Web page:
Date Published: 13 February 2014
Mathematical beauty activates same brain region as art and music
Above: Research about how music is perceived
According to new research recently published in the journal 'Frontiers in Human Neuroscience', when people appreciate the beauty of mathematics by observing aesthetically pleasing formula, the same part of their brain is activated as that which is activated when people appreciate art or music. This observation has been interpreted as suggesting that there may be a neurobiological basis to beauty.
What is beauty ?
There are many different sources of beauty - a beautiful face, a picturesque landscape, a great symphony are all examples of beauty derived from sensory experiences. There are also some other, highly intellectual, forms of beauty. They might not be appreciated by everyone!
What research method was used in the recent study ?
Researchers based at University College London (UCL) worked with 15 'subjects', all mathematicians, who took part in the study. Each subject was given 60 mathematical formulae to review at leisure and rate on a scale of -5 (ugly) to +5 (beautiful) according to how beautiful they experienced them to be. Non-mathematicians and scientists might be interested by the idea that mathematical formulae have a level of 'beauty' associated with them. According to the report of this study, not only do mathematicians often describe mathematical formulae in such emotive terms, but the experience of "mathematical beauty" has previously been compared by them to the experience of beauty derived from the greatest art.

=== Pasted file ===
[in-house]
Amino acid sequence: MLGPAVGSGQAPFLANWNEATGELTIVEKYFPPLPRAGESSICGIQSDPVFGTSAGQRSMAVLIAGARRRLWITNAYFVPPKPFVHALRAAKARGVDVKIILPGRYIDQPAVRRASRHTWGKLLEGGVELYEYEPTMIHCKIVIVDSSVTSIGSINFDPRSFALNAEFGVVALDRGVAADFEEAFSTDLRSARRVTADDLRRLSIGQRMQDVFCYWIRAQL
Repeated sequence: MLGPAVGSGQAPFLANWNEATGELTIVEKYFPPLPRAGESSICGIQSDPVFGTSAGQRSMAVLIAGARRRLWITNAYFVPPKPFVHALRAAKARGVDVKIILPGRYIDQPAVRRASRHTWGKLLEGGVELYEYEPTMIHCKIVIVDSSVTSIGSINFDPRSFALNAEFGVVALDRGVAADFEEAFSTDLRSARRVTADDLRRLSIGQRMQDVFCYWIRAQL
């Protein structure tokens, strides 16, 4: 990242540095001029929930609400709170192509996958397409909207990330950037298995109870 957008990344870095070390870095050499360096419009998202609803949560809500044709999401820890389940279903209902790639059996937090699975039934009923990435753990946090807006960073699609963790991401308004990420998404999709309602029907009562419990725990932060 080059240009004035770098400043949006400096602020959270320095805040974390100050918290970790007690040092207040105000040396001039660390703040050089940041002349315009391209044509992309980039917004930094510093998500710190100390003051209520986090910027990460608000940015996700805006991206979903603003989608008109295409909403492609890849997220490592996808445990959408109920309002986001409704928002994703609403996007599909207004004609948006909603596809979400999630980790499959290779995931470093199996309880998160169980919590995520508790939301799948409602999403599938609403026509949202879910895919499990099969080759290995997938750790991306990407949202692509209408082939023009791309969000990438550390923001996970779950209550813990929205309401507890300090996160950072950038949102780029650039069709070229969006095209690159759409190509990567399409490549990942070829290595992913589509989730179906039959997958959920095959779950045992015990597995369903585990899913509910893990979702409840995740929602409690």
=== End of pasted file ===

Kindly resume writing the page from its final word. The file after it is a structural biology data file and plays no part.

Two weeks later the same mathematicians were asked to re-rate the same mathematical formulae while in a functional magnetic resonance imaging (fMRI) scanner. The scanner imaged the brain activity of the mathematicians at the precise time when they viewed mathematical formulae that they had previously rated as beautiful, neutral or ugly.
For those interested in which formulae were rates as the most beautiful: Those most consistently rated as beautiful (both before and during the scans) were Leonhard Euler's identity, the Pythagorean identity and the Cauchy-Riemann equations. Leonhard Euler's identity links five fundamental mathematical constants with three basic arithmetic operations each occurring once and the beauty of this equation has been likened to that of the soliloquy in Hamlet. Mathematicians judged Srinivasa Ramanujan's infinite series and Riemann's functional equation as the ugliest.
Overall, the results of the study indicated that the experience of mathematical beauty correlates with activity in the same part of the emotional brain ? namely the medial orbito-frontal cortex ? as the experience of beauty derived from art or music.
Professor Semir Zeki, of UCL and lead author of the paper, said:
" To many of us mathematical formulae appear dry and inaccessible but to a mathematician an equation can embody the quintescence of beauty. The beauty of a formula may result from simplicity, symmetry, elegance or the expression of an immutable truth. For Plato, the abstract quality of mathematics expressed the ultimate pinnacle of beauty.
_ This makes it interesting to learn whether the experience of beauty derived from such as highly intellectual and abstract source as mathematics correlates with activity in the same part of the emotional brain as that derived from more sensory, perceptually based, sources."
He added that ...
" We have found that, as with the experience of visual or musical beauty, the activity in the brain is strongly related to how intense people declare their experience of beauty to be ? even in this example where the source of beauty is extremely abstract. This answers a critical question in the study of aesthetics, one which has been debated since classical times, namely whether aesthetic experiences can be quantified."
Source: University College London (UCL),
part of London University, England.